I have to say that cutting went very well. (Diana – the picture of me getting the saw dirty is for you!)
I will say that I am sure it is not my imagination that this saw was even smoother than my previous one. Perhaps it was because Ray had it fine tuned prior to shipping and even though we needed to readjust it and square it, it had virtually NO front to back movement on the blade, allowing pinpoint control. I did keep the saw at about 75% speed for most of the cutting. In the end, the last pieces I did was the rock hard jatoba, and I kicked the speed up a bit because my blade was at that point getting a bit dull. I wouldn’t have been surprised if it had broken, but I wanted to see how far I could push it and it did not break. I did slow down my feed rate a bit though and I let the saw do the work. Patience is the key when at this point of cutting. (No pun intended!)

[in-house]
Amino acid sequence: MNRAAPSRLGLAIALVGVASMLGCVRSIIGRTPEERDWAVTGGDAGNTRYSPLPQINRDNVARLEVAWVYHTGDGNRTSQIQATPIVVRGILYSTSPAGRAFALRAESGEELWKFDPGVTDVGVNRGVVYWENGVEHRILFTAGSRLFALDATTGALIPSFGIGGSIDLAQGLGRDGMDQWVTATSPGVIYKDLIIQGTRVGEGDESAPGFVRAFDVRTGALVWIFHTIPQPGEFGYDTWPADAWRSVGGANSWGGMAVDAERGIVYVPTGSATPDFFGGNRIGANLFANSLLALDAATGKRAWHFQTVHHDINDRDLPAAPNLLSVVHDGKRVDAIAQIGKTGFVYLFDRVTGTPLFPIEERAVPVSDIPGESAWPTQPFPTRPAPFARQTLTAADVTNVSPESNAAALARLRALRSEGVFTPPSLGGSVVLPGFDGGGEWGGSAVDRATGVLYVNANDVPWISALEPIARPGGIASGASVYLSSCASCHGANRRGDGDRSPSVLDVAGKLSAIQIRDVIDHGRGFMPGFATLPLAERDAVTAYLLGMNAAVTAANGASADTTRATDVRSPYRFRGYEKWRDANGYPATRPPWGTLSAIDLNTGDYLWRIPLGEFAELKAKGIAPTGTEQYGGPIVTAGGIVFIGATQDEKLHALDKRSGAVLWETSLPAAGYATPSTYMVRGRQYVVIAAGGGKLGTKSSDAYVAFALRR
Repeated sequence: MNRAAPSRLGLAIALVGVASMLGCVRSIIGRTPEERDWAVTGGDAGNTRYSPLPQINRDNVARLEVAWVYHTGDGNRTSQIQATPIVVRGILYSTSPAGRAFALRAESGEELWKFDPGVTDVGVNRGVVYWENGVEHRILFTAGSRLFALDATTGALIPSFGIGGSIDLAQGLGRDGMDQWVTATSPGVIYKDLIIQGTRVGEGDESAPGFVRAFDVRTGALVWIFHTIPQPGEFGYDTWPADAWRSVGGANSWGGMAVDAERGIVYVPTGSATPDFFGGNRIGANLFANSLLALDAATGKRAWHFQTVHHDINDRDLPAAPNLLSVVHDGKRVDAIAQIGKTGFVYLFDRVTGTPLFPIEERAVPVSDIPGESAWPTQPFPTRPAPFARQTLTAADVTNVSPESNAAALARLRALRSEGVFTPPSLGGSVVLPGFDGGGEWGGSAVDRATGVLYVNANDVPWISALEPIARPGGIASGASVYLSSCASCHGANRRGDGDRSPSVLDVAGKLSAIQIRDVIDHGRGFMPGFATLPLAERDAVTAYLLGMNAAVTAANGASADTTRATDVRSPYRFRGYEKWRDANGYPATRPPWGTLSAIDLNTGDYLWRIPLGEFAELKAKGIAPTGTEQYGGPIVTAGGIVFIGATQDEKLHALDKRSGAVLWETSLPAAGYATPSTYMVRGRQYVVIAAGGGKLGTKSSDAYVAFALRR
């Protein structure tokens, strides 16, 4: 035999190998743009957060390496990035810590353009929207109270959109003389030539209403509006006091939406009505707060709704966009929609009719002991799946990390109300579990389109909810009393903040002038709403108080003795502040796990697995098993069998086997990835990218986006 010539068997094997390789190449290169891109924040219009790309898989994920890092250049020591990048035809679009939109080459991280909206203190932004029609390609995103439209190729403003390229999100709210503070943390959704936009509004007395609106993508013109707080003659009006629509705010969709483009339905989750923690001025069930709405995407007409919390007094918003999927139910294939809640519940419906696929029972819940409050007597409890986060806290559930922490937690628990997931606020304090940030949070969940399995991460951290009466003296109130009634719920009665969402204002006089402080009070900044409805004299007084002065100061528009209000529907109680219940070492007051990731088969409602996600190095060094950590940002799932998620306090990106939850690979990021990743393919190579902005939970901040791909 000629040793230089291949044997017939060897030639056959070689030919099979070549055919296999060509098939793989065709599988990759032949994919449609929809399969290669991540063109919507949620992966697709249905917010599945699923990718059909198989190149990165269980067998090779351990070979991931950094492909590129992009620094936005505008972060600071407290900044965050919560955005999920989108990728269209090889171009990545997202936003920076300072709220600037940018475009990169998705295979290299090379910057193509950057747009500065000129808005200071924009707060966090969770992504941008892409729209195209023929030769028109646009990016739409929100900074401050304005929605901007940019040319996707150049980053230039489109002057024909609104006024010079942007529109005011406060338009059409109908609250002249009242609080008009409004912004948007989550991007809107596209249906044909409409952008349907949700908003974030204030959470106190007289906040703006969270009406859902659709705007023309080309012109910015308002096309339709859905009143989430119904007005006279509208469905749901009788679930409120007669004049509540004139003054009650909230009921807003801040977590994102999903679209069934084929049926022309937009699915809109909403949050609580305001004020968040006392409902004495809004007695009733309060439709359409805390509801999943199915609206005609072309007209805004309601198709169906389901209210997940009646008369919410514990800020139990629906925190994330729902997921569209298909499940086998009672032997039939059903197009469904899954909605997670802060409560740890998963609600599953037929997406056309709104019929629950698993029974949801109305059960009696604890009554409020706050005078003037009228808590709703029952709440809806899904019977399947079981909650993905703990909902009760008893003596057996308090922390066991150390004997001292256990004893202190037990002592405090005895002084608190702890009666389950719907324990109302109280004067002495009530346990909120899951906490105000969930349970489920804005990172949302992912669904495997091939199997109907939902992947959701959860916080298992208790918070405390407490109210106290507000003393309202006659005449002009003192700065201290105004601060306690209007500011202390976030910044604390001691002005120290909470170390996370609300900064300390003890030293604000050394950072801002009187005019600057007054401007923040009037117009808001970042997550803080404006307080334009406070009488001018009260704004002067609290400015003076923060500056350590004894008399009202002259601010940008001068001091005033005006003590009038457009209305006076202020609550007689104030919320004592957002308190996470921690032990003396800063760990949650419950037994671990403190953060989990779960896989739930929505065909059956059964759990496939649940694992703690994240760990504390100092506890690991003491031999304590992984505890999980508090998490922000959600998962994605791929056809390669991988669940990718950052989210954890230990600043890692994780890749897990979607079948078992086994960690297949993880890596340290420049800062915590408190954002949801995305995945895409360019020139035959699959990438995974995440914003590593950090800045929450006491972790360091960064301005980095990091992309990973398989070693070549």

The results were near perfect!
The woods used for these keys were birch, padauk, yellow heart, walnut, cherry and jatoba. Each ornament will consist of two pieces – the key and matching lock – tethered together with a beautiful ribbon. I am pleased with them and I think they came out nice.
The pieces shown here are oiled, but not yet sprayed with lacquer. I needed to allow them to ‘dry’ overnight. You can still see the wonderful natural colors of the wood though.
The plywood set has also been sanded, and has had a couple of coats of acrylic paint applied. Today I will be adding some finishes and embellishments to them to make them look amazing. You know that I just can’t have one version of a project like these. It’s all about choices. :)
Besides finishing those up, I have two options to fill my day.
Option one is to continue to draw the next pieces, which will also be a submission for this issue. I have it mapped out, but need to continue to finish the drawings up before I can cut it.